“I wanted to start the conversation, to get people talking about it. We're all going to die. So I came up with the idea of the 'wake box' painting sessions. I've never liked coffins so a friend made a box for me and I invited friends, in groups of eight or 10, to come along and paint flowers on the box. This meant I could see them in a creative way and those who found it difficult to look me in the eye could have something else to focus on.

“I wanted to keep home life as normal as possible for the sake of my son Robin, so the sessions were held in the Vault Artist Studio in Tower Street. We had cups of tea, we painted and we talked.

"Some people who came to paint had family members dying and didn't know how to talk about it to their siblings. We had some difficult conversations but mainly lots of beautiful moments where everyone opened up and shared with the group.

One of Ash Reynolds's 'platelet art' pieces

“The Wakebox sessions have been really special and I think they've helped my friends by allowing them to feel that they're helping me with this beautiful, collaborative piece of art.”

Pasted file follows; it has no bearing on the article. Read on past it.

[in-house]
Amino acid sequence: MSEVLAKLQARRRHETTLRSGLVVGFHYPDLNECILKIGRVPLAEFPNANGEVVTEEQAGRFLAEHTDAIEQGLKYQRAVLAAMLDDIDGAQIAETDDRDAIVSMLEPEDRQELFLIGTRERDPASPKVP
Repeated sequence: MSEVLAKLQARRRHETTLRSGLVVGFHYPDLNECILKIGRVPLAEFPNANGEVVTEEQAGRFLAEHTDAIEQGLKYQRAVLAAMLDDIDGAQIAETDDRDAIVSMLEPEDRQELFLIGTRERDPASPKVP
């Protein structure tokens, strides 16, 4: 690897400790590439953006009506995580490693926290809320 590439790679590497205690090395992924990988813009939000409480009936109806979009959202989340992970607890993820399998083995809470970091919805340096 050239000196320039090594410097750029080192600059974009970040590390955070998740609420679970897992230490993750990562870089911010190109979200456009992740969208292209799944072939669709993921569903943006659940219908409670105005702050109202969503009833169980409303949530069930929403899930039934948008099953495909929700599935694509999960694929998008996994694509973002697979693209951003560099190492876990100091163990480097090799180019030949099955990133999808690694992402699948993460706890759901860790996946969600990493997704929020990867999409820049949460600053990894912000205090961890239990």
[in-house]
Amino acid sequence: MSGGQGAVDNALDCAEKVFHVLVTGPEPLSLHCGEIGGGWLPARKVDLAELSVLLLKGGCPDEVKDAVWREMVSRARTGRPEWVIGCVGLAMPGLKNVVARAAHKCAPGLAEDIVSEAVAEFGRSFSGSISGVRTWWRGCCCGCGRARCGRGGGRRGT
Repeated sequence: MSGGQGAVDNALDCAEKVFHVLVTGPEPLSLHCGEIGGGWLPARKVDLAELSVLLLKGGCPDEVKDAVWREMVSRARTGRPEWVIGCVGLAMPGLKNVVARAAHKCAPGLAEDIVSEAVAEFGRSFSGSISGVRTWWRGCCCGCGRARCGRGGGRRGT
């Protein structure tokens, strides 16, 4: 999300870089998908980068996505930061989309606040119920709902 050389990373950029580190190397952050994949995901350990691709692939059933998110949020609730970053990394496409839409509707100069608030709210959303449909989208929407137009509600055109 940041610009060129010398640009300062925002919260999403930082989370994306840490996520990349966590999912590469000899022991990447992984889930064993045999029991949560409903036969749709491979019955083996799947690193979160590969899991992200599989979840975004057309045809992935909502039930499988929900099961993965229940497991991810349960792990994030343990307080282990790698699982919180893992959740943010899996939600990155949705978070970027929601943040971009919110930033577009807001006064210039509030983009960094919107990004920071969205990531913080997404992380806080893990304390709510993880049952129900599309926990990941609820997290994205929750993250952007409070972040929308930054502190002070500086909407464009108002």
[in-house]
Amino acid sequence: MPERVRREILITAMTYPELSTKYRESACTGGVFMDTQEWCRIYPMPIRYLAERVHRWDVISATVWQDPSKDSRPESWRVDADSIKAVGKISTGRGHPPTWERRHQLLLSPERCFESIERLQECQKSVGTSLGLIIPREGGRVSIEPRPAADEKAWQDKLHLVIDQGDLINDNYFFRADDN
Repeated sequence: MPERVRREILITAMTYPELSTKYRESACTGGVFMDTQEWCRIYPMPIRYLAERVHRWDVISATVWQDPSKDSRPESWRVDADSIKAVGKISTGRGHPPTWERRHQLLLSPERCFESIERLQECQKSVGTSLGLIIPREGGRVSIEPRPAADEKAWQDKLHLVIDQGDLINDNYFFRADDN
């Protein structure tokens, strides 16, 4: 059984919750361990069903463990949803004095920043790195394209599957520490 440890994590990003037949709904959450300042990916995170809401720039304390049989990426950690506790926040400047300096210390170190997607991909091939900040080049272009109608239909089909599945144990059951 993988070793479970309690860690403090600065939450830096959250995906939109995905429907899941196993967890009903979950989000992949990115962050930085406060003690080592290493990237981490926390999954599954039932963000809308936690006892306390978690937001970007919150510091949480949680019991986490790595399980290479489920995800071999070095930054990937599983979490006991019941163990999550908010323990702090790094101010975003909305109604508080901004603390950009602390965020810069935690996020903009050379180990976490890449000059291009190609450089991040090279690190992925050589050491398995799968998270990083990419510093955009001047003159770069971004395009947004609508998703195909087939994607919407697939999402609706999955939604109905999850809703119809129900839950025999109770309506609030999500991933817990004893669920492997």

When Ash first presented to her doctor complaining of pain in December 2017, an ultra sound scan revealed she had gallstones. She was placed on a waiting list for removal of her gall bladder and continued on with her life, making changes to her diet by cutting down on dairy products and sugar. But she was vomiting a lot, going to the toilet frequently and losing weight quickly. In the space of a year, she dropped from 18 stone to just 10.

At her wit's end one day, she took herself to A&E where she was told she was malnourished. She underwent a CT scan and biopsy and when the doctor and nurse asked her if her husband was on his way to the hospital, Ash knew the news was bad. She told them to give it to her straight, saying she could handle it. The doctor broke the news – she had stage four colon cancer and it had spread to her bone, liver and lungs.

When her husband Jim arrived, the pair sat in shock, trying to take the diagnosis in. Ash's first thoughts were for her teenage son and then she went into practical mode, ringing around the various art organisations she worked for to alert them she'd be having to take time off work.